18 August 2009

Cool cakes

Been back in hiatus-land while I wait for my trusty Mac Guru to fix the ol' lappy -- which I thought had happened, but sadly, was only temporary. Thanks for all your help, James. While I continue lusting after a working compubox (new or used, just working would be nice), I'm going back into general blog shut-down mode. In the meantime, have fun with these crazy cakes!

First up: Geek Cakes & Cookies from BCakeNY. Here's their iPhone cake, which is pretty boss:

And second, the Threadless Threadcake winners are all pictured here. My personal favorite is the third runner-up, The Red Cake:

Dang, now I'm hungry. Good thing it's a coworker's birthday -- I wore my cake shirt today and everything.

23 March 2009

Time for a Revolution? Not Quite.

A pair of articles in this weekend's New York Times puts the spotlight back on the ol' hometown and the optimism of the local/organic/anti-agri-business/slow food movement.

First up: Andrew Martin's "Is a Food Revolution Now in Season?", the latest in speculative will-they-or-won't-they-change-the-world journalism. It's not a bad article, it just seems like I've read it before. The only difference? The bits about the Obama Administration. Okay, I'll concede that there's an authentic spirit of hopefulness in the new outlook of many of these foodies and food pioneers -- one that's not related to how well Whole Foods' stock is doing today. While I agree that the new administration brings with it cause for celebration in the local food world, until the political world can reconcile to a holistic approach to food and environment, foodies are simply patching up cracks in the quagmire's façade.

For instance, check out this choice quote from Fred Hoefner, policy director of the Sustainable Agriculture Coalition, when asked about Michelle Obama's new White House vegetable garden: “We just want to make sure that interest in that symbolic action can be channeled into some of the more difficult policy challenges.”

The point in new Secretary of Agriculture Tom Vilsack's plan that'll have the most impact (IMHO) is the placement of fresh, unprocessed foods in school kitchens. Many children in the cities of Berkeley and Oakland relied on free school breakfasts in my day, a fact that I'm sure only increases in times of economic crisis. And having school lunch options with real vegetables that taste really good will go a long way toward changing the eating habits of children across America -- and perhaps their parents' too. After all, when Junior comes home and asks for arugula, Mom's more likely to give it a try, right? And wouldn't you know, the first lady agrees!

Chew on that for a minute, then start reading Mark Bittman's article, "Eating Food That's Better For You, Organic or Not", which I'll cover later this week.

18 March 2009

Yum! Flourless Nut Butter Chip Cookies

This is a batch of cookies from a recipe I made up. It's delicious. I've made these cookies a bajillion times, given them as gifts, and have finally figured out which brand of peanut butter makes for the most consistent results (Adams, if you're curious).

Thought I'd post some after-St.-Patrick's drool-worthiness to go with the hangover:

12 March 2009

Bacon: Because too much is never enough

Made the most perfect batch of bacon bits tonight. Behold:

I used them to make a pretty carbonara-style pasta, which was delicious. Even though I don't generally do the lactose, I made a little exception for the butter in this one, though I used unsweetened soymilk for that portion of the recipe. Fake butter's okay, especially Earth Balance, but I gotta have the real stuff if I'm going so decadent as carbonara anyway!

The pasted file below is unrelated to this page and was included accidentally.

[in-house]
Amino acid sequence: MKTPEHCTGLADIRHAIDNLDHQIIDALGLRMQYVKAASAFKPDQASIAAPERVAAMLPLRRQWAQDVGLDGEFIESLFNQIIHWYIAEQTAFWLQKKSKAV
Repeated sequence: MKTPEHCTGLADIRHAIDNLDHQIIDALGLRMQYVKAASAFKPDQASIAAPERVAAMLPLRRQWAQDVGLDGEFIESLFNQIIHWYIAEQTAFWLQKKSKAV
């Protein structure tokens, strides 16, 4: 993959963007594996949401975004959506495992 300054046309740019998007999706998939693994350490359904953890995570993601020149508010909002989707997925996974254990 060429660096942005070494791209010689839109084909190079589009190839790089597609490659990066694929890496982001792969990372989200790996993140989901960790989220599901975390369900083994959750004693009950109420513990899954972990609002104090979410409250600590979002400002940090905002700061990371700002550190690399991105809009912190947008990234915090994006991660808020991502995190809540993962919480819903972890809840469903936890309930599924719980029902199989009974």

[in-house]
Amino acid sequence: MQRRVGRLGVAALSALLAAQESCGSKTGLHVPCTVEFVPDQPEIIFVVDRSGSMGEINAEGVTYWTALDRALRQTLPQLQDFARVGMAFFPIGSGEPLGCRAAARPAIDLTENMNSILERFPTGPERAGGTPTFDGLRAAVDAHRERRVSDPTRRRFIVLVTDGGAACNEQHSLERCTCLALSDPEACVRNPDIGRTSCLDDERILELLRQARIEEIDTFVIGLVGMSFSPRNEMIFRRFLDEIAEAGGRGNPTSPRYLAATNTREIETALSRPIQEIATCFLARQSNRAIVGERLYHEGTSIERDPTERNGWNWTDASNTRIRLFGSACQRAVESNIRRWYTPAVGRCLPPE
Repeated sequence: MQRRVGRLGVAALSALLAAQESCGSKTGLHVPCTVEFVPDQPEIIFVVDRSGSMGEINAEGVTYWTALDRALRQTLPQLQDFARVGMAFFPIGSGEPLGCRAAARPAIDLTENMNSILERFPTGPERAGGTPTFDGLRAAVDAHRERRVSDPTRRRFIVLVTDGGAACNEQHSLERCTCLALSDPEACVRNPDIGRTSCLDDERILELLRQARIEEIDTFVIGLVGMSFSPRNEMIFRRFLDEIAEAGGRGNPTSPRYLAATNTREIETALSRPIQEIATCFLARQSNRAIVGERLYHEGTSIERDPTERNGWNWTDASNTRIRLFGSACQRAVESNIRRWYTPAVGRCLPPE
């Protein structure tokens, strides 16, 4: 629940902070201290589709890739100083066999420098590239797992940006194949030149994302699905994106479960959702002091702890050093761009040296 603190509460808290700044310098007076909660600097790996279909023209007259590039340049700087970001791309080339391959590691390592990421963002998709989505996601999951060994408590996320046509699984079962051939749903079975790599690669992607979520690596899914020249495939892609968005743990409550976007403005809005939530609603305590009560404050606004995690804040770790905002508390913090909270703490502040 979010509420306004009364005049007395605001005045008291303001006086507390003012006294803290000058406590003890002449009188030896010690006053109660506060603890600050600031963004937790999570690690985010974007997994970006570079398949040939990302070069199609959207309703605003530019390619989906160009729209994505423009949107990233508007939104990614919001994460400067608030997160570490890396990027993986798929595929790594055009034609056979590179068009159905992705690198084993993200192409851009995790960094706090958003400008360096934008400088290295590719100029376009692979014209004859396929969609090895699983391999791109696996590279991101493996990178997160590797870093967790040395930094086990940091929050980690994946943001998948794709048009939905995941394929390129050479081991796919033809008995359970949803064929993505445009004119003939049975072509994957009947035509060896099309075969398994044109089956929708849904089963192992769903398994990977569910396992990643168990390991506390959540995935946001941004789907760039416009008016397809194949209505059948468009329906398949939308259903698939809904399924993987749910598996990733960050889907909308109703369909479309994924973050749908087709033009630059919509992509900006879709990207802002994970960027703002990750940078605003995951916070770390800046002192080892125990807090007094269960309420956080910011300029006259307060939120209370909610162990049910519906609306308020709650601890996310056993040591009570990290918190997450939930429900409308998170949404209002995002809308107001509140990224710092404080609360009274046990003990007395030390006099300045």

What's your favorite bacon dish? I know, it's a loaded question. Give it some thought?

07 March 2009

Recipe: Rolled Biscuits

Pulled out the rolling pin this week for a rolled biscuit recipe I've been looking at sideways for a while now. Will they come out flaky and fluffy, or will they fall flat? Rolled biscuits, here I come.
Recipe: Rolled Biscuits
1 3/4 c. flour
1/4 tsp. salt
3 tsp. double-acting baking powder
6 Tbsp. chilled butter
3/4 c. milk
Extra flour for dusting

0. Preheat your oven to 450ºF (my oven runs hot & in fairly precise increments of 5º, so I set it to 445ºF).

1. Sift flour, salt and baking powder into a large mixing bowl. Cut in chilled butter using a fork or a biscuit cutter, until pastry has a clump-free, flaking consistency. Create a cavity in the center of the dough and pour in the milk. Use a fork to stir the liquid into the pastry, turning it around the bowl until it begins to pull away from the sides.

2. Turn the dough on to a floured board and knead quickly -- only 8 to 10 times, so it retains a flaky consistency and doesn't get tough. Roll the dough out in as few strokes as possible. Use a round pastry cutter, a large cookie cutter, or even a floured glass to cut the biscuits into shape, then place on an ungreased baking sheet. Bake for 12 to 15 minutes. Cool 2 minutes before serving with butter.
Well, here's how they came out:

Yup, flat as flat can be. I could barely pull apart two halves of the biscuit to put butter inside. Though they worked for my purposes (dipping in soup), I think I'll probably try a different dough next time, because this experiment turned out far from perfect. I was fantasizing about flaky, puffy, southern-style biscuit towers and I got a squished-down version instead. Maybe it's time to seek out a bag of White Lily and see if I can't turn out a batch of these.

01 March 2009

Vegan Cupcakes: Vanilla-Agave

What better way to start back up on the ol' blog than by making up a batch of simple vanilla-agave vegan cupcakes? Also, I had an excuse since I've wanted to celebrate having a new roommate in my little apartment today. I grabbed my copy of Vegan Cupcakes Take Over the World (essential, seriously), shopped for a few missing ingredients, and made my way back to the kitchen.

The great thing about vegan cupcakes is that the ingredients come together so quickly, in a way that traditional dairy-full cupcakes just don't. (The icing is always delicious and fluffy, too, but I've got some left over cream cheese icing from my last baking experiment, so the finished product wasn't completely dairy-free.) Oil-based cupcake recipes tend to make spongier, fluffy cupcakes, but they don't rise as much, according to my past experience. And, just as I suspected, they were dense, moist and rich, but didn't rise sky-high over the pan's edge.